Looking for some advice

Jane-Ellen Burnham
6 replies
Hi guys! I just started working on my own startup! I'm really passionate about my idea, and, as I just graduated from high school and only work part-time, I figure this is the best time to go all-in. My product is an app, and I have coding experience- just enough to know what this app would take is wayyy beyond my skill level. I know that I will need to hire engineers to get this thing started. I have a pretty thought through concept/design. My main issue is funding. What is the best way to get funding, so I could afford to hire skilled engineers? I'm worried that without a product yet (and the fact I'm an 18 year old female) VC's won't take me seriously. I've started building a website, giving an overview of my app and who I am. Would that be helpful in pitching/ show I take this seriously? Also, I'm very paranoid of someone taking my idea that can code better than me and "beat me to it." Any advice on that? Thank you for reading this all! Any advice is greatly appreciated.

Replies

Wireframe your idea first into a model that you can test the concept of. It is a chicken and egg scenario if you are not willing to tell anyone your idea before you build it. Funders are looking for tested business model/ideas so validating your idea is really important. You may find you don't even need an app but it is something else. Checkout leanstack if you don't need to learn about Lean startup principles, that learning will stand you in good stead.
Veteran failure, engineer, founder
Start out with figuring out about your customer, validate that the pain you **think** they have - - Is that really their pain - Are they finding solutions already, which means there is competition - How much are they paying Be skeptical of your idea till you validate. It does not matter how much you think it is worth, find customers - - Just a landing page is good to start - Write about it, talk to real people - Create a mockup and ask people to use it as if it was an app Investors take you seriously when you show traction, that you can validate an idea and work to get it known to the customer, measure their demand.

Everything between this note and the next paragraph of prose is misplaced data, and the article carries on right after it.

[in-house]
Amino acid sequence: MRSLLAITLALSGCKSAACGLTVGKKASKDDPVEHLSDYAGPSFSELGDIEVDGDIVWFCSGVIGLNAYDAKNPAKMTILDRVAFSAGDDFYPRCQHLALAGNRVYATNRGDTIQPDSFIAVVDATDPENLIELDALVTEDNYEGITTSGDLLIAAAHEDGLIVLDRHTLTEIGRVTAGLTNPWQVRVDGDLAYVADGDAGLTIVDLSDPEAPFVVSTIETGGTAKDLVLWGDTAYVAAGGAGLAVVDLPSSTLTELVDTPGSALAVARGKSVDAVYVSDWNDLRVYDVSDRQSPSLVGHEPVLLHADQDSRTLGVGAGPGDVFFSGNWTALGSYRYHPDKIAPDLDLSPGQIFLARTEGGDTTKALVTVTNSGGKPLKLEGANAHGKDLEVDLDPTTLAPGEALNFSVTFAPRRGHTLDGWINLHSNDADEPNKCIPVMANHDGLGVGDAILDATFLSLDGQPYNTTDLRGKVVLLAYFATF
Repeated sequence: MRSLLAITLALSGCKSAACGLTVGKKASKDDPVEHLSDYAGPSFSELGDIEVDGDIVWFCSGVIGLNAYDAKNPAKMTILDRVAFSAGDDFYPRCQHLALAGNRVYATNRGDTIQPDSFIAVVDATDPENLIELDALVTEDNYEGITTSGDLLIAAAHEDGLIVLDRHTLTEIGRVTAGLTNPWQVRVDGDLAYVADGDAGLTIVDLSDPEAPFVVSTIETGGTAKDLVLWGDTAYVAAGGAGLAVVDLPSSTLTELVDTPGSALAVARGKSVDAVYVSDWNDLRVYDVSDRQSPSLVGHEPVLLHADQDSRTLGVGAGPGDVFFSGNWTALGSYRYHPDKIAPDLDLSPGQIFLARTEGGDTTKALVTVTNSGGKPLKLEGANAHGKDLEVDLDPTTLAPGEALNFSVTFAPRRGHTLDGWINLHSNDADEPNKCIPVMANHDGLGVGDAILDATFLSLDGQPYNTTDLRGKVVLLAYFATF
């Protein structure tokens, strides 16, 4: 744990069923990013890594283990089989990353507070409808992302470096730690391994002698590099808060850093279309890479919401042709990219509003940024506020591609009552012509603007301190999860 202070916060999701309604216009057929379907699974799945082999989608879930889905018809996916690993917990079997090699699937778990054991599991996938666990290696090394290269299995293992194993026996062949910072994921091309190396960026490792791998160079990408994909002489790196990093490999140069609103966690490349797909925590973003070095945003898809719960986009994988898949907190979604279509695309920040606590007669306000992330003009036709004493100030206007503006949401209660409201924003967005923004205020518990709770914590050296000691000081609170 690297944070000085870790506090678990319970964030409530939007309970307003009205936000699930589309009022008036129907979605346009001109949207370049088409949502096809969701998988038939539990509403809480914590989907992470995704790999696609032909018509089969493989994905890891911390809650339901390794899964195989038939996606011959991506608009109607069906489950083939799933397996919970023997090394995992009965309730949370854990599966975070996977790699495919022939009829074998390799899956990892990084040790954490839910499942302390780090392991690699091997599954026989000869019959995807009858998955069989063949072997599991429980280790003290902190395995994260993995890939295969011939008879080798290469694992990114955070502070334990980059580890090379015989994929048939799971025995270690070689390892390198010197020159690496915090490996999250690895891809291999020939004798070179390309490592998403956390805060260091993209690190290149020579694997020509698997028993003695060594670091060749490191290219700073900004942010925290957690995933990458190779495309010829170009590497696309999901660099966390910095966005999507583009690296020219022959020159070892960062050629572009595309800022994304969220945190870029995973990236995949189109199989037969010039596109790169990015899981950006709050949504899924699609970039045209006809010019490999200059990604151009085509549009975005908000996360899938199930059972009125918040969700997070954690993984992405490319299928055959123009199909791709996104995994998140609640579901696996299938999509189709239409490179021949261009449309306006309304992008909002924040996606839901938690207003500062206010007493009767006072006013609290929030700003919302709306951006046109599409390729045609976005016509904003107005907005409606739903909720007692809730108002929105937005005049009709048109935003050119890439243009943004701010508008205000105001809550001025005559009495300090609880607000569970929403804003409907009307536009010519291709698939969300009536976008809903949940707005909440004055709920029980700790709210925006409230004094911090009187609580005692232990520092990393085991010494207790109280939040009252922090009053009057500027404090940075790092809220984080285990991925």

Man behind the Under Cloud.
Hi @jeburnham, @daniel_herrera1 and @sumitdatta have both done an excellent job of providing two perspectives of the same issue, and that's the market fit β€” when thinking about the ideal target audience for your product, does it provide something that audience would appreciate? By demonstrating this fitness, you demonstrate to potential investors that there is a viable market for your product to grow into.
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Contrarian Maker
Hey, first of all - Congrats and wow. You just graduated high school and trying to start up - this is incredibly great in itself. There are at least a few errors you are likely doing here - based on your question. Most of us have done those mistakes, so you need not worry. But you do need to be aware of them. Mistake 1 : Worrying that someone will "beat you to it". That is very very rare. And you can never prevent it - theoretically even your own hired engineers could ditch you and build it. But writing great code is like 30% of the startup, and in early stages, it's value is less than 5%. So just share your idea freely. If you are passionate about it, you will stick with it long enough to get it right. If not, you will anyway not do it long enough. And most of the time, people scoff at your idea instead of copying it. Mistake 2: Worrying about funding. @daniel_herrera1 and @sumitdatta have already covered this. You need to focus on validating your idea. Don't worry about funding yet - it will hurt your chances of even fund raising. You are 18, you have the energy that many of us have left behind, and you are inexperienced enough to see the possibilities that most others will pass on. Use that to your advantage. Mistake 3: Trying to build a complex tool in the first go. Don't do that. If it's way beyond your skill level, you will have trouble recruiting the right engineers anyways. Any complex idea can be broken into barebones. Just strip the idea down to something you (or a friend you trust) can build. All the best
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